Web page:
9 Tips for Getting Your Child Back on Track

9 Tips for Getting Your Child Back on Track

If your child is having problems, here are some tips to get him on the right path.

By Judy Koutsky

If you notice your child is suddenly having problems in school (he’s gone from an “A” to “C” student) or maybe his behavior has changed recently (he used to love basketball, but then he dropped out), you might be worried that he’s going down the wrong road. Here are nine tips to get your child back on track.

1. Address red flags promptly. “If you notice some red flags -- such as getting into trouble at school, falling behind in a subject, or missing extracurricular activities -- it is important to address the situation promptly,” says clinical psychologist Nekeshia Hammond, PsyD. Talk to your child as soon as the situation becomes known. Don’t accuse him or sound upset. Ask him openly what’s going on.

2. Talk to your child. “[Some children] will easily open up. Other children may shut down or become angry or defensive about your questioning,” says Hammond. “Depending on the response of your child, they may need other outlets to discuss their feelings.” Maybe your child would rather talk to a relative, coach, or other respected adult friend.

3. Maintain positivity and expectations. “Instead of taking an emotional approach (‘I am so disappointed in you’), ask questions like, ‘What can you do differently this year to stay on top of your grades?’” says licensed professional counselor Tina Sustaeta, MS, LPC. “Helping your teen come up with ideas and goals are great ways to show him how much you believe in his ability to succeed.”

4. Communicate with the school. “Communication with your child’s school is critical. Keep in close contact with teachers and administrative staff about how your child is doing in school,” says Hammond. “If your child has started to get into trouble, discuss ways you can work with the school to resolve the issue and decrease further occurrences.” If falling behind on schoolwork is an issue, try to find out if your child is having trouble understanding the material or if there’s something else going on. If he or she is having trouble comprehending the assignments, a tutor might help. “Keep track of your teen’s school assignments. Don’t assume anything,” adds Sustaeta.

5. Revoke weeknight social privileges. If you’re noticing academic grades falling, perhaps it’s because your child has an active social life. “Do not allow your teen to go out socially on school nights,” suggests Sustaeta. Let him socialize on the weekends and leave weeknights for school activities and homework.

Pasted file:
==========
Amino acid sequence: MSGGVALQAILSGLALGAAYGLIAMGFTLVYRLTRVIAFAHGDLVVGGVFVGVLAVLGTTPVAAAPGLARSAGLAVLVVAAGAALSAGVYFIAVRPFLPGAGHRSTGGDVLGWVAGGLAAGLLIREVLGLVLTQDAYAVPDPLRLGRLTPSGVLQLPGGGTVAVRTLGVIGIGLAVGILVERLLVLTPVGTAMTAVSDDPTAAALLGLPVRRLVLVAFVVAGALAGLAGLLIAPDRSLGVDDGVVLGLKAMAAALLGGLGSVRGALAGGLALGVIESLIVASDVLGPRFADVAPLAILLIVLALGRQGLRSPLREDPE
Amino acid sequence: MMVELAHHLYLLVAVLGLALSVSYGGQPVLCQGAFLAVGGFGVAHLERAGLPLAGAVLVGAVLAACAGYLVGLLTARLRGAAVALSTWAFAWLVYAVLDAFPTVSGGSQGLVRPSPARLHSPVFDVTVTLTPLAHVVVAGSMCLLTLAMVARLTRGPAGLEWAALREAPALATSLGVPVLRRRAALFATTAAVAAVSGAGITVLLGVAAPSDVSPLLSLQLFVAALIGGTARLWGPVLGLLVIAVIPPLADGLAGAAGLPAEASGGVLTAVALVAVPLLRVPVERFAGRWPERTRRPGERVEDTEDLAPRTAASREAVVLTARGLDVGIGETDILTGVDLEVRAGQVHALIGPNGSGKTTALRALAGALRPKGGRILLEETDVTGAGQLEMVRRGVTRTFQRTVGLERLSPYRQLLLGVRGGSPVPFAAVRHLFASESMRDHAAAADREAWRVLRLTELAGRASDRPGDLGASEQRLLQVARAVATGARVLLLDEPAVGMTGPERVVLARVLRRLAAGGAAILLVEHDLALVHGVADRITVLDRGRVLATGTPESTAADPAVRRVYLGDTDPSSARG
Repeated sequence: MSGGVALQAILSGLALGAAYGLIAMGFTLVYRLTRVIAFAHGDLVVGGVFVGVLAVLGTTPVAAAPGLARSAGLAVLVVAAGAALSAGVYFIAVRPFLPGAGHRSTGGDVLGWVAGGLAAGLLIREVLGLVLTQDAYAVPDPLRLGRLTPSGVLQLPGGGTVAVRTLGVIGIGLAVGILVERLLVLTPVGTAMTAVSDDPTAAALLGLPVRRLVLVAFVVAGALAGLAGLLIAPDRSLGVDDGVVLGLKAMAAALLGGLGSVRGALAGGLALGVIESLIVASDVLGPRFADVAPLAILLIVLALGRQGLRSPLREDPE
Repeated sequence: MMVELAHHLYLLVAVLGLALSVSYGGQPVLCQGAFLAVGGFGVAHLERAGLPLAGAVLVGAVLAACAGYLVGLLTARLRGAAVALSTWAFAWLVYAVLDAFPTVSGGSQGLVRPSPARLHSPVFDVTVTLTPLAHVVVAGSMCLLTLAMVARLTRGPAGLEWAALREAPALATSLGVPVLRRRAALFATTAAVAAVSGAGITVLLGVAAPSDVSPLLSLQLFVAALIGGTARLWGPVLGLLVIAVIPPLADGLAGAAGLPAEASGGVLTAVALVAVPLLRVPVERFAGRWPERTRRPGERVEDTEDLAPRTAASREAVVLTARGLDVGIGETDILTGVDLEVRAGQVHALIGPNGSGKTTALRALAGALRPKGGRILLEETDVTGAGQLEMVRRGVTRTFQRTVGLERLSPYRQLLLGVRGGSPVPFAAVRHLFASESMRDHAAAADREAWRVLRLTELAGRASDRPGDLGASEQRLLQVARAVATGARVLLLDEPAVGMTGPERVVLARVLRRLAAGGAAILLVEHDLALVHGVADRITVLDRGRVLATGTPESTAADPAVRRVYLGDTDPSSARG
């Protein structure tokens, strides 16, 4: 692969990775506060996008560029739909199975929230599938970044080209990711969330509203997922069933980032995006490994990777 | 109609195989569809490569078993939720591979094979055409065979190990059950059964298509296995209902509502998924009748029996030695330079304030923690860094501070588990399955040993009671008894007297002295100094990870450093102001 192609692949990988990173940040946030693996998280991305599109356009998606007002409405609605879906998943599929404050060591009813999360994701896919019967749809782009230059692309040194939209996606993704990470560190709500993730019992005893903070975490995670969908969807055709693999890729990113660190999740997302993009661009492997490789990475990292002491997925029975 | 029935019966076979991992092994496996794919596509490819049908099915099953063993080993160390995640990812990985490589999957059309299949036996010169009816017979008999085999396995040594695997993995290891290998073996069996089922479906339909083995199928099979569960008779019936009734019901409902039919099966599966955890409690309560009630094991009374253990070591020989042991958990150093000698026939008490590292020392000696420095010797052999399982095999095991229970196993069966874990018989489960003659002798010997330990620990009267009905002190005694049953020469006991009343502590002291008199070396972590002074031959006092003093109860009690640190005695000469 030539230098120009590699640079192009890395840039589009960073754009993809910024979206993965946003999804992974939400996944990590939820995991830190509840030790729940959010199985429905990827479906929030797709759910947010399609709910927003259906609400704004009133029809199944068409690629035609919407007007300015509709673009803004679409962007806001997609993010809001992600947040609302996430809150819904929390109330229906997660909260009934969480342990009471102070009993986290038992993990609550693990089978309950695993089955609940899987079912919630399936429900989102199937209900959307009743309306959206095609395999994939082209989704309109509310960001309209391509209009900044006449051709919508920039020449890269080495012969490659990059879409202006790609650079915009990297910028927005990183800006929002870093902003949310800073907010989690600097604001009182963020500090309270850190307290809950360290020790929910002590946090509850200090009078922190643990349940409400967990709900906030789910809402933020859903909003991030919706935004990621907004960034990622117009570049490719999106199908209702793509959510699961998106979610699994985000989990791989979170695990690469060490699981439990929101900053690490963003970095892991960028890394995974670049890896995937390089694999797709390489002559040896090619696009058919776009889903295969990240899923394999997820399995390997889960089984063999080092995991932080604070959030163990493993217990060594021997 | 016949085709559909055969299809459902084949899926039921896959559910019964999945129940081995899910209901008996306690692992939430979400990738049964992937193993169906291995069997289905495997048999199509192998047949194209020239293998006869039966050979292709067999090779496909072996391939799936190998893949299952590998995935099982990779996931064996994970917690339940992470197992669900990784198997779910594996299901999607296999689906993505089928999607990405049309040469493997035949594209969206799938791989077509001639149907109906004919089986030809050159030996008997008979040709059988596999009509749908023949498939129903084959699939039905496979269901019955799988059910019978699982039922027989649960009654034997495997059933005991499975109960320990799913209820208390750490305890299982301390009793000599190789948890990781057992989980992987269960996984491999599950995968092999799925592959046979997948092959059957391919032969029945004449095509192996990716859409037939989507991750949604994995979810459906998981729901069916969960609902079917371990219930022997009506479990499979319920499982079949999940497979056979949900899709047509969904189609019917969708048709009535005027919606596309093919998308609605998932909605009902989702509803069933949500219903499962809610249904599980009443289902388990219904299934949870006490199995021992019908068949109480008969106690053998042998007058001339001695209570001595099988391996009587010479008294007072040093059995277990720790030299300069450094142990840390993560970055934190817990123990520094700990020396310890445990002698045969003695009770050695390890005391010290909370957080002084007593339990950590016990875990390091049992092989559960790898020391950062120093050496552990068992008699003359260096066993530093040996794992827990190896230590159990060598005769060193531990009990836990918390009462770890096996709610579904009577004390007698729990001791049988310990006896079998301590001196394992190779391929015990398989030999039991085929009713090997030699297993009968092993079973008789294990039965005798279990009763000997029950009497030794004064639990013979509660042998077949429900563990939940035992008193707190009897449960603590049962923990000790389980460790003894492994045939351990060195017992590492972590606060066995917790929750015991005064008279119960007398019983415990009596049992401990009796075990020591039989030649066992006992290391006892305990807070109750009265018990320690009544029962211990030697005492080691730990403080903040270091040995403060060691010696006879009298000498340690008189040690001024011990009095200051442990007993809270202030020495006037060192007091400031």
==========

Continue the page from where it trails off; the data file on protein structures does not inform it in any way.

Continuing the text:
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6. Encourage more sleep. “Make sure your teen is getting enough sleep, especially on school nights,” says Sustaeta. “The American Academy of Pediatrics suggests a minimum of 8.5 to 9.5 hours a night.” Inadequate sleep can leave your child drowsy and unfocused the next day at school, which can lead to a myriad of problems.

7. Reduce screen time allowances. In the evenings, along with encouraging an earlier bedtime, “have your teen put all electronics to bed as well,” Sustaeta adds. Staying up late surfing the Internet, playing games on their iPads, or texting friends on their phones does not make for a restful bedtime ritual.

8. Get to the root of the problem. If the problem is not academic, then it’s important to “explore the reason for the change in behavior. Perhaps there is bullying, depression, or anxiety,” says Hammond. Talk to your child, the school, his sports coaches -- people who know him well. See if they have some insight to share.

9. Seek professional help. “In many cases, interventions in the home and school settings are helpful for getting children back on track,” notes Hammond. “However, if things get too out of hand or unmanageable, your child may need to see a mental health professional to explore if individual therapy is an option for him. There is a stigma in regards to mental health, but research has shown that many children and adolescents have benefited from therapy services.” Going to see a therapist simply means you are seeking another form of treatment for your child.

Have you ever felt your child was headed down the wrong path? What did you do?

Judy Koutsky is the former Editorial Director of KIWI magazine, a green parenting publication. She was also Executive Editor of Parenting.com, AOL Parent and BabyTalk.com. Follow her on twitter @JudyKoutsky .

Image ©iStock.com/jane

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